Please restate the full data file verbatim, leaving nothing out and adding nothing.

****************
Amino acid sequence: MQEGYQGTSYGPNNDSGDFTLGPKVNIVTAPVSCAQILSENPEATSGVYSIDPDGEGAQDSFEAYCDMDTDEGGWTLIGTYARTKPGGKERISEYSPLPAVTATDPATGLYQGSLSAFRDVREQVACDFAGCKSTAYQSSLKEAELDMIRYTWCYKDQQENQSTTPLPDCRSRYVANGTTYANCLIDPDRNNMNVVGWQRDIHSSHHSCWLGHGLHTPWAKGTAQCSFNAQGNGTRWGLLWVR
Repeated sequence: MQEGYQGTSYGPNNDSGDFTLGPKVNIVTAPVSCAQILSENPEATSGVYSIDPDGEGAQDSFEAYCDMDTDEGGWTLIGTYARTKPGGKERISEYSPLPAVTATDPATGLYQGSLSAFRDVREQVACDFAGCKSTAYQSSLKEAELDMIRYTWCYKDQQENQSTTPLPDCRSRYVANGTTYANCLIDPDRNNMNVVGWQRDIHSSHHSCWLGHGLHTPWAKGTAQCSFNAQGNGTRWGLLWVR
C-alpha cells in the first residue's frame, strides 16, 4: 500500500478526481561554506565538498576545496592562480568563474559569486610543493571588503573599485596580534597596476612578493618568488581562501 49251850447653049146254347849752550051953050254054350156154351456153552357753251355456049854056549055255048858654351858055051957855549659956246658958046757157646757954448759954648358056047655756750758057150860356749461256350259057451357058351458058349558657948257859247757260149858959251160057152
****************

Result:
Amino acid sequence: MQEGYQGTSYGPNNDSGDFTLGPKVNIVTAPVSCAQILSENPEATSGVYSIDPDGEGAQDSFEAYCDMDTDEGGWTLIGTYARTKPGGKERISEYSPLPAVTATDPATGLYQGSLSAFRDVREQVACDFAGCKSTAYQSSLKEAELDMIRYTWCYKDQQENQSTTPLPDCRSRYVANGTTYANCLIDPDRNNMNVVGWQRDIHSSHHSCWLGHGLHTPWAKGTAQCSFNAQGNGTRWGLLWVR
Repeated sequence: MQEGYQGTSYGPNNDSGDFTLGPKVNIVTAPVSCAQILSENPEATSGVYSIDPDGEGAQDSFEAYCDMDTDEGGWTLIGTYARTKPGGKERISEYSPLPAVTATDPATGLYQGSLSAFRDVREQVACDFAGCKSTAYQSSLKEAELDMIRYTWCYKDQQENQSTTPLPDCRSRYVANGTTYANCLIDPDRNNMNVVGWQRDIHSSHHSCWLGHGLHTPWAKGTAQCSFNAQGNGTRWGLLWVR
C-alpha cells in the first residue's frame, strides 16, 4: 500500500478526481561554506565538498576545496592562480568563474559569486610543493571588503573599485596580534597596476612578493618568488581562501 49251850447653049146254347849752550051953050254054350156154351456153552357753251355456049854056549055255048858654351858055051957855549659956246658958046757157646757954448759954648358056047655756750758057150860356749461256350259057451357058351458058349558657948257859247757260149858959251160057152